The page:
MANILA, Philippines (AP) — Two Algerian-born Filipino sisters kidnapped by Muslim extremists eight months ago escaped from their captors in the jungles of the southern Philippines with a cat that had given them company during their ordeal.
Nadjoua and Linda Bansil were abducted by the brutal militant group Abu Sayyaf when they traveled to Jolo island, a militant stronghold, to make a video documentary about the lives of poor coffee farmers in the predominantly Muslim region.
The Muslim sisters were born in Algeria to an Algerian mother and a Filipino father but grew up in the Philippines, where they have produced independent films.
Philippine marines found them Thursday in Buhanginan village in the mountainous town of Patikul, clad in black Muslim dresses that exposed only their eyes. One was cradling a cat, marine Capt. Ryan Lacuesta said.
“They said that their captors often kept them in isolation in the mountains and the cat gave them company and pleasure,” Lacuesta said by telephone from Jolo.
Linda Basil, 37, said she started taking care of the cat, named Juanita, after it was brought by a militant to the Abu Sayyaf camp where they were being held, reading books and “waiting and waiting.” When mortar rounds went off and loud explosions thudded in the distance, she would hide the cat in a piece of cloth for safety.
“I think I needed a pet because they say a pet makes you relax,” she told The Associated Press in a telephone interview Friday. “It’s scary, there were times we heard mortar explosions but I always grabbed her first. I got used to that. I got attached to her.”
She said the worst period was the first five days of their captivity, when they were unaccustomed to the harsh environment and constant danger.
“When I heard mortars and loud explosions … I just didn’t know what would happen next,” she said. “You can’t eat, you can’t think, you’re in shock … but, after a while, you get used to it.”
She said the cat eventually grew fatter than the sisters because all of them ate at the same time, and the cat would finish the leftovers. Although the cat could have hampered their escape, she said she couldn’t leave it behind in the mountains alone.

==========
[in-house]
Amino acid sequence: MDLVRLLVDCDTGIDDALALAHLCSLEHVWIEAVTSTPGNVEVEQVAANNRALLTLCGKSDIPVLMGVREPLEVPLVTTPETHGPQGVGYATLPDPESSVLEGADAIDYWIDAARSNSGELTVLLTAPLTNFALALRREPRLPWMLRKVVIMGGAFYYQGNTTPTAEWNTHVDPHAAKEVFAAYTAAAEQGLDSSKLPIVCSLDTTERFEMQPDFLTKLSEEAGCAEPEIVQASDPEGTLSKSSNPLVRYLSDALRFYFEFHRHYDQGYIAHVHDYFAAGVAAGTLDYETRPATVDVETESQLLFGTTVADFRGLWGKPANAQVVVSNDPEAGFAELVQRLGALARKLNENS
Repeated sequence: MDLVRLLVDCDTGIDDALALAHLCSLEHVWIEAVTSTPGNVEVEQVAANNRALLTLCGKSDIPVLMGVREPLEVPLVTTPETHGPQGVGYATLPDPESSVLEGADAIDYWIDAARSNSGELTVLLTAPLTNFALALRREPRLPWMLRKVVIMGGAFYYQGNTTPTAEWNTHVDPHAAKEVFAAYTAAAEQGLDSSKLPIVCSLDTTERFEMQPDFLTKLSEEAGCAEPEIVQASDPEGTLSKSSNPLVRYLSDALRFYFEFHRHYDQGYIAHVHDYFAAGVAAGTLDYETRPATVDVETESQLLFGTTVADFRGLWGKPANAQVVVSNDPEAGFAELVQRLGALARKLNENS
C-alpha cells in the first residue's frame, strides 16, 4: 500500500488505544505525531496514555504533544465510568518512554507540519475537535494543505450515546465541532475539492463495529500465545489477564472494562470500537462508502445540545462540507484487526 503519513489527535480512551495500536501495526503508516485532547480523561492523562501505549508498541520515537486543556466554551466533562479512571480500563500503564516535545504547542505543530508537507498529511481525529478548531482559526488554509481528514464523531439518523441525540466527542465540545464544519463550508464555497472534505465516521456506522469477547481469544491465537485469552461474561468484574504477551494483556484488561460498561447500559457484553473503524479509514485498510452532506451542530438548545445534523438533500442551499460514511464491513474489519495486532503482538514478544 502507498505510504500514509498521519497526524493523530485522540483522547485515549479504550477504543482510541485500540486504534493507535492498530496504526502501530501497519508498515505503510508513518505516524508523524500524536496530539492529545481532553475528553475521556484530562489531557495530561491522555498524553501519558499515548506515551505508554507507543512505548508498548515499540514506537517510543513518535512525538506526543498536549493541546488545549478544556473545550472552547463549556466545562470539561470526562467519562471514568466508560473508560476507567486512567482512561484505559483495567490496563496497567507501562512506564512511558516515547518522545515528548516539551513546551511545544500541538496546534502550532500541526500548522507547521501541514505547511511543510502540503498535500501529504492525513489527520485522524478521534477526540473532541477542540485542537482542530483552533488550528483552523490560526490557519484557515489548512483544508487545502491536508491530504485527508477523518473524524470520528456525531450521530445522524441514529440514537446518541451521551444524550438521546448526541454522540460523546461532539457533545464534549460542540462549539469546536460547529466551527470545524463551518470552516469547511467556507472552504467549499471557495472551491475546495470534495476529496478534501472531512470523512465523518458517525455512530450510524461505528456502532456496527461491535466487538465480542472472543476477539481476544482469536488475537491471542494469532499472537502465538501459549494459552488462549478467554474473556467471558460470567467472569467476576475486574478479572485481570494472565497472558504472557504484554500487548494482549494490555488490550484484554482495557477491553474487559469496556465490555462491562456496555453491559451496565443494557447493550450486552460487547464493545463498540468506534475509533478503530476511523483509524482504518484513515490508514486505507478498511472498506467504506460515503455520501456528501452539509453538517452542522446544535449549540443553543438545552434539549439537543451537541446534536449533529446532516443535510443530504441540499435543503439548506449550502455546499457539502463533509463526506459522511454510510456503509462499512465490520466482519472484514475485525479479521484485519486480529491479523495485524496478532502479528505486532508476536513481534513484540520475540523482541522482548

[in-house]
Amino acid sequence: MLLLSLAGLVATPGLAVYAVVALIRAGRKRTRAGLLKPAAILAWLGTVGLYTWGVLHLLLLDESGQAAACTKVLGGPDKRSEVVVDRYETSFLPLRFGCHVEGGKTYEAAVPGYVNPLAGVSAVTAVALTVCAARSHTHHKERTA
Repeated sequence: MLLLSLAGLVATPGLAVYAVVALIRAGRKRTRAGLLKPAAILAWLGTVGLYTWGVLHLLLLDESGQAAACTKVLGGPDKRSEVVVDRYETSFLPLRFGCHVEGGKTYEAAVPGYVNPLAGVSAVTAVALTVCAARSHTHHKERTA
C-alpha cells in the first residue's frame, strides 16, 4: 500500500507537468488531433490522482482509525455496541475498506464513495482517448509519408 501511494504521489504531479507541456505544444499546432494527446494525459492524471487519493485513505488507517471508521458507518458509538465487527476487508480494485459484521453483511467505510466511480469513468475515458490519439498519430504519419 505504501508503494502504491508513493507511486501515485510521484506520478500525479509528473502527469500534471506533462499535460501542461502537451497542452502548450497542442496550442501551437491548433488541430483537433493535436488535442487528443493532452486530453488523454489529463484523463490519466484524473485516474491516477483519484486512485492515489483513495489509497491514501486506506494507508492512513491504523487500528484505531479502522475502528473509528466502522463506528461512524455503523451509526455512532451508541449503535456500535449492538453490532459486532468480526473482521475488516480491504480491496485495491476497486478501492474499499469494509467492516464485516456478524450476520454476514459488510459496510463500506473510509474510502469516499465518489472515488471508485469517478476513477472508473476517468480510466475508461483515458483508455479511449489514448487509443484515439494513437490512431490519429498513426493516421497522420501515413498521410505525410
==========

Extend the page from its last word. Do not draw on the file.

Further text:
The sisters were taken to a military trauma center in Jolo for a medical checkup, given a meal and then flown to southern Zamboanga city, where they were briefly presented to journalists.
The women’s brother, Mohammed, told reporters he would accompany his sisters back home to their mother in Manila.
The women said their captors moved them often from one jungle camp to another to avoid being found by government forces. They were fed rice, dried fish and root crops and were often detained in a hut.
The Abu Sayyaf had demanded 50 million pesos ransom ($1.1 million) for the sisters’ freedom, but Lacuesta said it was not clear if any money had changed hands. Constant military assaults and search operations put pressure on the kidnappers to release them, he said.
When a marine patrol approached Thursday, the women’s guards ran away and they dashed to freedom, Lacuesta said.
Abu Sayyaf militants still hold about a dozen hostages, including two European bird watchers kidnapped two years ago, in Sulu province, where Jolo is located, Sulu military commander Col. Jose Cenabre said.